Sunday, March 6, 2011

Carrying on a family tradition: Beekeeping

By Rachael Wright
Contributing Writer
News & Record (Greensboro, NC)
March 6, 2011

In the photo: James Wilkes (left) takes frames of honey out to explain the process to a professor from Appalachian State University as his son, Sullivan, watches.Courtesy of James Wilkes.

Mark Martin and James Wilkes are passionate and deeply involved in the adventure of beekeeping. Martin even calls his worker bees and the Queen bee in his hive “the girls.” The two men’s work in apiculture, or beekeeping, is as important as saving the rites of spring.

Wilkes, professor and chairman of the computer science department at Appalachian State University in Boone, grew up with bees in his backyard on Moir Street in Eden. His dad, Bob Wilkes, began keeping beehives a few years before Wilkes’ birth. Wilkes learned all the skills, terminology and discipline of beekeeping at a young age from his father, a beloved Eden educator.

Martin received his first beehive as a Christmas gift from his wife, Teresa, after they bought land on Roberts Road off N.C. 770. Martin had finished his Navy duty by then and had returned to his hometown. The Martins bought 3 acres — enough for fields of flowers, a garden, a greenhouse and the bee yard.

Three more beehives now sit in their lower front yard as sisters to the first hive in the back. Martin counted on the close-knit community of the Rockingham County Beekeeping Association to help him set up his hive. Bill Waddel is a friend and mentor to Martin.

In 2006, colony collapse disorder was first noticed, and ever since bees have been vanishing from many states and elsewhere in the world.

“The media jumped on the story of the disappearing bees, and people thought the world would come to an end,” Wilkes said. “With no bees, there is no pollination. Without pollination, there would be no fruits, nuts or vegetables.”

Although there has been no single cause attributed to the devastation of the bee population, research is being done to find a reason, Wilkes says.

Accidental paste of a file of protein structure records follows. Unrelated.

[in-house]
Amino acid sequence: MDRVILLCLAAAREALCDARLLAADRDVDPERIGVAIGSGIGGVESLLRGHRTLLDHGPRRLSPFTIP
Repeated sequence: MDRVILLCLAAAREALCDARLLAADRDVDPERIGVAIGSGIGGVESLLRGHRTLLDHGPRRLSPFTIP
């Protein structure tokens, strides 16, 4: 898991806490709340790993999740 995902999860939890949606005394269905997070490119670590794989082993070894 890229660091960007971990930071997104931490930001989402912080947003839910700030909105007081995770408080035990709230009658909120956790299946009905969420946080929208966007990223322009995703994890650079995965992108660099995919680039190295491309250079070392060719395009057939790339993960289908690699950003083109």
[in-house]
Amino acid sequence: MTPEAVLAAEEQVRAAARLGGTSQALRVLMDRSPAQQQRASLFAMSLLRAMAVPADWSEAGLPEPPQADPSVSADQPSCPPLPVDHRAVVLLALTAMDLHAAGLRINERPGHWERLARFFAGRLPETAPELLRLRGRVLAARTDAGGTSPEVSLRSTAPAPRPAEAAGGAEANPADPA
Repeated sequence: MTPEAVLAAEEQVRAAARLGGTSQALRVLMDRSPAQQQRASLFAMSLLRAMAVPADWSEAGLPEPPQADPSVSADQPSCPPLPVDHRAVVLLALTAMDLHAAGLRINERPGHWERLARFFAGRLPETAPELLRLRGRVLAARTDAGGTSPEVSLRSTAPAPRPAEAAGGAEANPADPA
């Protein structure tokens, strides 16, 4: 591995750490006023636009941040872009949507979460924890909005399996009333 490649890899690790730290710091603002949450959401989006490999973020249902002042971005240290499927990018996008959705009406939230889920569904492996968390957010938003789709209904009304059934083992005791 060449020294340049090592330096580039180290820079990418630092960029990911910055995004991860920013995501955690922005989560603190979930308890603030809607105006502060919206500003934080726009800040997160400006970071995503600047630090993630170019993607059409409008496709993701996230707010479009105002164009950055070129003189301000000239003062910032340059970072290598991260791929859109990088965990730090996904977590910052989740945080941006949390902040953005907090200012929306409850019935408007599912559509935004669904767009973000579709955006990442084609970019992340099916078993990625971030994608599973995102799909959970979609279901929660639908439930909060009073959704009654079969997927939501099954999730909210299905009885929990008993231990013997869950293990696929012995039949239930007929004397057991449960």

Martin describes the heartbreak of opening a hive and instead of finding thousands of bees, finding only a few.

Varroa mites are particularly deadly because they enter the abdomen of the bee and are hard to see. Other mites, beetles and diseases plague the hives and the beekeepers. Colony collapse disorder is perhaps the most dreaded.

Even Albert Einstein worried about bees. Rachel Carson’s 1960 “Silent Spring,” a groundbreaking study about the evils of using pesticides in farming and gardening, initiated a burst of environmental laws and research.

Martin is a crusader for helping bees. He encourages people to plant bee-friendly plants and flowers and to set out water for bees.

Martin often sees bees encircling his birdbath. He hopes that gardeners will think twice before using pesticides. If pesticides are used, he suggests spraying in the late afternoon. Bees will take the toxic pesticide from a blooming flower to its hive.

Martin’s descriptions of the life and care of bees make it hard to believe that beekeeping is only a hobby. He is employed at Dixie Sales in Greensboro and also operates a landscaping business from his home.

Wilkes inherited three hives from his father in 2000. Now, he has 75 hives on his farm in Creston. He leases one-third of his hives and splits the honey harvest with the leasers. His older sons, Galen and Sullivan, are already involved in keeping bees and selling honey at the Watauga Farmer’s Market in Boone on Saturdays from April to October.

On the family farm, the brothers help their dad with the beehives. They are learning beekeeping: the fascination of bees, smoking the hive to calm the bees to be able to work with them, catching swarms that have left a crowded hive to find another home in the springtime, observing Wilkes extracting the honey from the centrifugal honey extractor and, as Wilkes says, “trying to figure it (beekeeping) out.”



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